This edition is framed by a prologue by Tara Brabazon, which asks how we can reclaim the spirit, energy and authenticity of Madchester for a post-youth, post-pop generation. It is illustrated with iconic photographs by Kevin Cummins.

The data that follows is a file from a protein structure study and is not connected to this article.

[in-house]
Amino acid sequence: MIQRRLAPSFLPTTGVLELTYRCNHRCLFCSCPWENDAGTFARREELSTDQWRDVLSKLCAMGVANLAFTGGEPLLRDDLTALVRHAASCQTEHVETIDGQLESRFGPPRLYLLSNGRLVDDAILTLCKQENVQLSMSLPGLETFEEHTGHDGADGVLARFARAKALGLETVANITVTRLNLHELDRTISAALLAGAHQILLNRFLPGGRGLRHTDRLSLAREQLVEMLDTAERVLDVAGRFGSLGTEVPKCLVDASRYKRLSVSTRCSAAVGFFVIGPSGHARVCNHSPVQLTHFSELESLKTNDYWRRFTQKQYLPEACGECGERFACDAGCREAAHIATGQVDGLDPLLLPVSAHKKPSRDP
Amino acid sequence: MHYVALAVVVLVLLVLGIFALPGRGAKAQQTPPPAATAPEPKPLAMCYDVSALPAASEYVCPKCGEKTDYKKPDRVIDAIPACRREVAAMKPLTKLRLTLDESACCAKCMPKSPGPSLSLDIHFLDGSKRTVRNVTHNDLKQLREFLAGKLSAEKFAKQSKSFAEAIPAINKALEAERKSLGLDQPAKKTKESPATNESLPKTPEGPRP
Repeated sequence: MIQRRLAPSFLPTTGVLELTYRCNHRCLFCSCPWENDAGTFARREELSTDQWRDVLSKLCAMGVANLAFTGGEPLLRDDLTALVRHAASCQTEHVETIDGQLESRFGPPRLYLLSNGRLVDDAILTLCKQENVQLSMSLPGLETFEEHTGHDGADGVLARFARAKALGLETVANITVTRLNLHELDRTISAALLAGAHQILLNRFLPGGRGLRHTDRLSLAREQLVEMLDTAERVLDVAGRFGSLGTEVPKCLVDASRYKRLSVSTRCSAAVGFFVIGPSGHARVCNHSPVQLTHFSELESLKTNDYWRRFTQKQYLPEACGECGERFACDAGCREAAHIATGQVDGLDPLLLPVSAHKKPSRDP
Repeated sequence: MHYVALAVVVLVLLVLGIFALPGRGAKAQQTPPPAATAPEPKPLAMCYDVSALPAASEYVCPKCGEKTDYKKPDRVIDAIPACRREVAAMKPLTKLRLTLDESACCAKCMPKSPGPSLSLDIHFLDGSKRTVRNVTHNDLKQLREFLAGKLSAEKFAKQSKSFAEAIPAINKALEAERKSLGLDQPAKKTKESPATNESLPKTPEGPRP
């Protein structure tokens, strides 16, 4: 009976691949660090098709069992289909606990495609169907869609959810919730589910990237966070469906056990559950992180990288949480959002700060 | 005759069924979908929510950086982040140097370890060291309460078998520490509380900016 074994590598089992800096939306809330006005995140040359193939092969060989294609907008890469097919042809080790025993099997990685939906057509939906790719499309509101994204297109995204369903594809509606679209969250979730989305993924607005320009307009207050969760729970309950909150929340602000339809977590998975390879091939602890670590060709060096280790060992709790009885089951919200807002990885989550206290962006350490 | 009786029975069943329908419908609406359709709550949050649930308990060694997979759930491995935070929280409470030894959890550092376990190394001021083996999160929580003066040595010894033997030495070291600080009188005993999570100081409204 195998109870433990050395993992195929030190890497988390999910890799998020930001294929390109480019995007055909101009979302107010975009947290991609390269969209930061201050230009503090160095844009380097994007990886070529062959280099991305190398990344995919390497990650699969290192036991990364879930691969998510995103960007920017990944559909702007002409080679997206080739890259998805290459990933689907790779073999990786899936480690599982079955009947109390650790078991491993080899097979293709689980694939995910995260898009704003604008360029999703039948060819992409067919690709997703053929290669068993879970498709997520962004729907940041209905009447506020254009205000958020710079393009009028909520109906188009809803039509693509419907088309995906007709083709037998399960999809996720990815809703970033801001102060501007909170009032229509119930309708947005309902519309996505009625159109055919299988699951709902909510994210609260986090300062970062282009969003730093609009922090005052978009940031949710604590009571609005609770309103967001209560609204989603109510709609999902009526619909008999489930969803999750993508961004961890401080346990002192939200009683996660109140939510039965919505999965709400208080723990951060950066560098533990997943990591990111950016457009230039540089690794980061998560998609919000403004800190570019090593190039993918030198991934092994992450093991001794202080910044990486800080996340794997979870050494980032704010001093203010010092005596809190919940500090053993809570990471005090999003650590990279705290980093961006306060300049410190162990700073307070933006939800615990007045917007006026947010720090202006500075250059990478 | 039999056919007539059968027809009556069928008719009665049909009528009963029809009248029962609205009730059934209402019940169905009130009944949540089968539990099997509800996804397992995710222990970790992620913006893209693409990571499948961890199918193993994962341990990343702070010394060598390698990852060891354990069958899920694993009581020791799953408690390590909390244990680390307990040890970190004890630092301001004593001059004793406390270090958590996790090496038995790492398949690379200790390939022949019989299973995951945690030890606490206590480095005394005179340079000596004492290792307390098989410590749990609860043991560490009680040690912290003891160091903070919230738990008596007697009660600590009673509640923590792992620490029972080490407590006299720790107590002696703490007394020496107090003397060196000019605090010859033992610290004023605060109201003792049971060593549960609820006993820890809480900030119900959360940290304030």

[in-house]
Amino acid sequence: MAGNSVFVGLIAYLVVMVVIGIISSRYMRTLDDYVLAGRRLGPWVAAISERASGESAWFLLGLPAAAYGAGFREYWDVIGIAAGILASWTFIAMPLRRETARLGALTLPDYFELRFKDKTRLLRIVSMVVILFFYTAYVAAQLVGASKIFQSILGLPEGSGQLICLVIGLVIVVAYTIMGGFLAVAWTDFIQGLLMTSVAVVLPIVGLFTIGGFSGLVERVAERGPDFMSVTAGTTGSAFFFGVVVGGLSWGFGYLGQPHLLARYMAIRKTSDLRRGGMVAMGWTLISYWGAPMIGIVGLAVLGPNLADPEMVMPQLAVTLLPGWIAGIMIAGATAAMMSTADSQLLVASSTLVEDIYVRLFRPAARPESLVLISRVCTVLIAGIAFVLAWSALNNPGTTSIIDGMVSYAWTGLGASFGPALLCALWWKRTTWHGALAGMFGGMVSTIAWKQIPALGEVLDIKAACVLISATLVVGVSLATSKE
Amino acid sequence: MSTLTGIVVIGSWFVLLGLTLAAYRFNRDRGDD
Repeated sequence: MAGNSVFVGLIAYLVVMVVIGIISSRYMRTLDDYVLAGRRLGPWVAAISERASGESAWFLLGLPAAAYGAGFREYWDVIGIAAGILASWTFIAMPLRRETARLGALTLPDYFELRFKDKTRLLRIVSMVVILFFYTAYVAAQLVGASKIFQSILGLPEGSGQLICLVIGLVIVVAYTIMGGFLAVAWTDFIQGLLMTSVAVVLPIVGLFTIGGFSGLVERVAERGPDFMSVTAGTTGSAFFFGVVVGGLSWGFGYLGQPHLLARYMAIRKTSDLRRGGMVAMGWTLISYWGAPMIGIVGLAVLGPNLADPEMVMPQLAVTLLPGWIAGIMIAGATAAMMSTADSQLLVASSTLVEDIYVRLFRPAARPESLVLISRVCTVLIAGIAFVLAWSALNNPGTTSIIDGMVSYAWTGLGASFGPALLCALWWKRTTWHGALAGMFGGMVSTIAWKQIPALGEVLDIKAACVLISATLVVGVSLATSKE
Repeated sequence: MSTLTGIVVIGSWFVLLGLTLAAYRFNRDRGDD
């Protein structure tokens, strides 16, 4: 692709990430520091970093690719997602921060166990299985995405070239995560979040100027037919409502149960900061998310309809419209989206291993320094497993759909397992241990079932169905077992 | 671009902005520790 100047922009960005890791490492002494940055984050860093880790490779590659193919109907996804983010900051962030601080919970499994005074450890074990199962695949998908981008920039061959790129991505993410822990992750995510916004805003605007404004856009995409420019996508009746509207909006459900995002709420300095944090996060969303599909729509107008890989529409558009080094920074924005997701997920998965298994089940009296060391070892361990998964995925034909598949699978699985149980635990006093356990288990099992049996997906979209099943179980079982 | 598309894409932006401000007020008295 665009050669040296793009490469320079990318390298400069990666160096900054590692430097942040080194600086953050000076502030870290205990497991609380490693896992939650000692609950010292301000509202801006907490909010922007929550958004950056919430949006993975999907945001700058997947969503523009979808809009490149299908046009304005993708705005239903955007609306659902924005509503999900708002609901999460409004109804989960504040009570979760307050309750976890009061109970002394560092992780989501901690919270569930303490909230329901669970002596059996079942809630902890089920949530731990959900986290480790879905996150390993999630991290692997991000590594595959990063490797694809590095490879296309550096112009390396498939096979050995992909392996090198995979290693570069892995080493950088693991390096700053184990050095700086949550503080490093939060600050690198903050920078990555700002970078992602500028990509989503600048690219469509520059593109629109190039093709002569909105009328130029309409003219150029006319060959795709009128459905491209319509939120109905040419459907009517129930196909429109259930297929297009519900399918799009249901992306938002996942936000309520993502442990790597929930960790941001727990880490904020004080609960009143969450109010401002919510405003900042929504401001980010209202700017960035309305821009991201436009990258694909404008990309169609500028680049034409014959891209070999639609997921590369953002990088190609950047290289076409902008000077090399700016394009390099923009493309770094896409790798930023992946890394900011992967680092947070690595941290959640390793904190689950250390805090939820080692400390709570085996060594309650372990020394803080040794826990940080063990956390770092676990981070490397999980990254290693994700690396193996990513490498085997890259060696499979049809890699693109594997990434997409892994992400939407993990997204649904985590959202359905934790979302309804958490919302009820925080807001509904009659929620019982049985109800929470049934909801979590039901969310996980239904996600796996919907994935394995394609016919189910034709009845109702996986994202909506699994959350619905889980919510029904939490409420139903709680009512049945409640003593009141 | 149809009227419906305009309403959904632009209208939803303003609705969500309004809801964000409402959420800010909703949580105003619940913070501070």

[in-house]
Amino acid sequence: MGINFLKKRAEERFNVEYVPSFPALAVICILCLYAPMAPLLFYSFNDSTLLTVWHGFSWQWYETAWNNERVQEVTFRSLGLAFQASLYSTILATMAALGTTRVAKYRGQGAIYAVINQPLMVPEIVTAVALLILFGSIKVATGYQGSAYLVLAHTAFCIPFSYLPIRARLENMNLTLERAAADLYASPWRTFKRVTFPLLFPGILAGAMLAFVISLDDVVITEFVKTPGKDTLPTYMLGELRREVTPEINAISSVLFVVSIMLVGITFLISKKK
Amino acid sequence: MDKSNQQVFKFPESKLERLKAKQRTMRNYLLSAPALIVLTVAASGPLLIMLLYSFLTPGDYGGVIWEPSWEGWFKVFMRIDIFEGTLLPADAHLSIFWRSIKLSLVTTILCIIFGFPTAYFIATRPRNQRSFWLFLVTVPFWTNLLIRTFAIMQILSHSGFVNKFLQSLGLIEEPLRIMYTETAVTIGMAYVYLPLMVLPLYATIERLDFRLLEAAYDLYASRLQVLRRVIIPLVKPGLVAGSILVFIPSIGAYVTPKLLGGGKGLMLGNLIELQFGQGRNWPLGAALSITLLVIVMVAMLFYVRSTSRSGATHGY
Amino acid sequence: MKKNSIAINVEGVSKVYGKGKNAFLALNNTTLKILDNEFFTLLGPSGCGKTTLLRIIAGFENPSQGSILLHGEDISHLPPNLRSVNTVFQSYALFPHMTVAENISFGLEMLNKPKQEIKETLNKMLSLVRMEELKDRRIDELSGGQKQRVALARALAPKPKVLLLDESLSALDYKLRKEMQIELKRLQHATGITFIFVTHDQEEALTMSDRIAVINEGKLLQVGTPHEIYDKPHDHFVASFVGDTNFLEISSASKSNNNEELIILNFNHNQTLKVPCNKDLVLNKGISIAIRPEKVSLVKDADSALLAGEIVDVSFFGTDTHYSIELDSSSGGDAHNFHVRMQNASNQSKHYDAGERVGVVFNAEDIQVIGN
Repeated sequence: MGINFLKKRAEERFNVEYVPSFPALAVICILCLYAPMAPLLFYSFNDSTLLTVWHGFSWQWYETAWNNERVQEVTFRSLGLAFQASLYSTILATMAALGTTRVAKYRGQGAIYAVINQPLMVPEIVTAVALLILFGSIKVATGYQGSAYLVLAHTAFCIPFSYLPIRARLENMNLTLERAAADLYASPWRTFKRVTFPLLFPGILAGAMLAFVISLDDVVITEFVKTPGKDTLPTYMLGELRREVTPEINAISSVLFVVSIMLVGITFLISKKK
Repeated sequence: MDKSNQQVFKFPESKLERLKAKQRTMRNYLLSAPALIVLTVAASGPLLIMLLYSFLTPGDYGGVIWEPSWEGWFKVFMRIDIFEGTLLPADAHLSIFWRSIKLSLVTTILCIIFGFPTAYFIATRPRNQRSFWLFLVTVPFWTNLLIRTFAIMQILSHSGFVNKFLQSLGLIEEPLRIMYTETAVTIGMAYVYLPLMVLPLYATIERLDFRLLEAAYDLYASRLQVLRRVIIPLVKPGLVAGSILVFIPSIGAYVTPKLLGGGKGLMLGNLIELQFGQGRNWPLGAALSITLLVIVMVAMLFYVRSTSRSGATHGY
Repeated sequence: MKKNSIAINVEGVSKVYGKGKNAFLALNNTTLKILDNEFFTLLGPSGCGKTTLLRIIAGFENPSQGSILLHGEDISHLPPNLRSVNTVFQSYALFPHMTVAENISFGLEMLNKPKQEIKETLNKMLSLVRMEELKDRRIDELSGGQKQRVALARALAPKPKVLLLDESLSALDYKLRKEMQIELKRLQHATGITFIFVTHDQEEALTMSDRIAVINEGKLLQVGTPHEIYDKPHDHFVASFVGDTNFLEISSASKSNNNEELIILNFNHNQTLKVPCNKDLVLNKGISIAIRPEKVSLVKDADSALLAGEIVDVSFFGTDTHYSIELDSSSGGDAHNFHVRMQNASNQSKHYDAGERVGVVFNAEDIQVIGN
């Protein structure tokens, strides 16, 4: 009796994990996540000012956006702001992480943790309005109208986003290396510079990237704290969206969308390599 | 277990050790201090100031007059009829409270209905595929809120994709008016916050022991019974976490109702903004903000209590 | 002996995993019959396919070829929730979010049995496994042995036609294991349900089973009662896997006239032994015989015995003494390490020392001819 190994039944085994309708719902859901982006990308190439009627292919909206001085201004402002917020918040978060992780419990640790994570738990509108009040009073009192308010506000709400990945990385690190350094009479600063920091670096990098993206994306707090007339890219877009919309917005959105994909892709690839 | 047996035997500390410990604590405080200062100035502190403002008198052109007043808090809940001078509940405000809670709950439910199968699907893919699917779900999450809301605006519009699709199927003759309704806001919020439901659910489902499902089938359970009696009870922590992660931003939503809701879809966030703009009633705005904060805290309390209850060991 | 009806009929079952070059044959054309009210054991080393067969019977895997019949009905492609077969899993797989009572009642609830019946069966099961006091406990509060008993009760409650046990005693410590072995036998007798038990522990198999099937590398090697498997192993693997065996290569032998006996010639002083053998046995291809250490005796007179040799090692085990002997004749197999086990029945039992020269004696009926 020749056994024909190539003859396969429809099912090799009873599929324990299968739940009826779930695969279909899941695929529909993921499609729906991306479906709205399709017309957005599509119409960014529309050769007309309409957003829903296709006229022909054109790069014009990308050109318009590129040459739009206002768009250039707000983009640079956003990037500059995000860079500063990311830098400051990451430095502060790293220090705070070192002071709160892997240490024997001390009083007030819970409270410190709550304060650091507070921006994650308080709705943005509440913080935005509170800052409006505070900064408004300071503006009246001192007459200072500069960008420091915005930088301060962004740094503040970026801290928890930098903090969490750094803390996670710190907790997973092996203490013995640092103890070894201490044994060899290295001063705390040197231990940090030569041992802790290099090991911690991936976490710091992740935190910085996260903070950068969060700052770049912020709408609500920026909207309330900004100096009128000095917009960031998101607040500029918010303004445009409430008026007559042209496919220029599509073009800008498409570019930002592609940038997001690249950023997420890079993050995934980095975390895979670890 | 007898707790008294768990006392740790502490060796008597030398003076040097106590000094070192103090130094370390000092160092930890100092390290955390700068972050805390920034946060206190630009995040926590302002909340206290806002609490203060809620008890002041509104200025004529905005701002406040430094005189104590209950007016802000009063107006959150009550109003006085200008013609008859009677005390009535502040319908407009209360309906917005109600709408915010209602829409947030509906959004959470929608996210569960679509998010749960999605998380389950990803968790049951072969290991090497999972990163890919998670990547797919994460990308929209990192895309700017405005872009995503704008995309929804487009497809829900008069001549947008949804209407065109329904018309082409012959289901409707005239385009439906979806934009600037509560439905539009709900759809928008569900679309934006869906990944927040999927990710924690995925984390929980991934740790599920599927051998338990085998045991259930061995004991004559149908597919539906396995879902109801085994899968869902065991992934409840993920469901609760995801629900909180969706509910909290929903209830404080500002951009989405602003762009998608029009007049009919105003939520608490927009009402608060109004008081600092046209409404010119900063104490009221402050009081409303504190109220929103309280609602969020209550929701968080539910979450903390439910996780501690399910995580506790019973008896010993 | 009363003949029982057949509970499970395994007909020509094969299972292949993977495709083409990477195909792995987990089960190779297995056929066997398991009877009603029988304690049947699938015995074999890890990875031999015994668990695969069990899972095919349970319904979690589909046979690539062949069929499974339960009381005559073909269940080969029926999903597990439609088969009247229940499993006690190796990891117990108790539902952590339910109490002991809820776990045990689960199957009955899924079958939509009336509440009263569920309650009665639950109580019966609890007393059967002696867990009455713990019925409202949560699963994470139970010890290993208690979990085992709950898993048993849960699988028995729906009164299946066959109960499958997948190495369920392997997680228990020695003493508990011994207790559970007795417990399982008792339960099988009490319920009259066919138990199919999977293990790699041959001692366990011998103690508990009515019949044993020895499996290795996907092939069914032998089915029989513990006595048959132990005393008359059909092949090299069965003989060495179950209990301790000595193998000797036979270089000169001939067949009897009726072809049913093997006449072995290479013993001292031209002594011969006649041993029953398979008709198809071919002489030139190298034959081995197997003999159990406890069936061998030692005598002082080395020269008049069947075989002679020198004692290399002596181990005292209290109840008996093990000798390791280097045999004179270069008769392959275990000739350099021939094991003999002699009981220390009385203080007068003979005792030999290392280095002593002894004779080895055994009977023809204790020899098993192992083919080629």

seems likely to be the norm rather than the exception. A similar readiness to acknowledge shared responsibilities and common failings would mark the assessment of the way in which the war had been conducted. If war crimes have been committed Peacemaking301 bilaterally, they ought not to be judged unilaterally. At the same time, the judgement and punishment of war crimes seem essential (though who is to be punished and what form punishment should take are subject to other, often prudential, considerations – not least the urgent need to reconcile former belligerents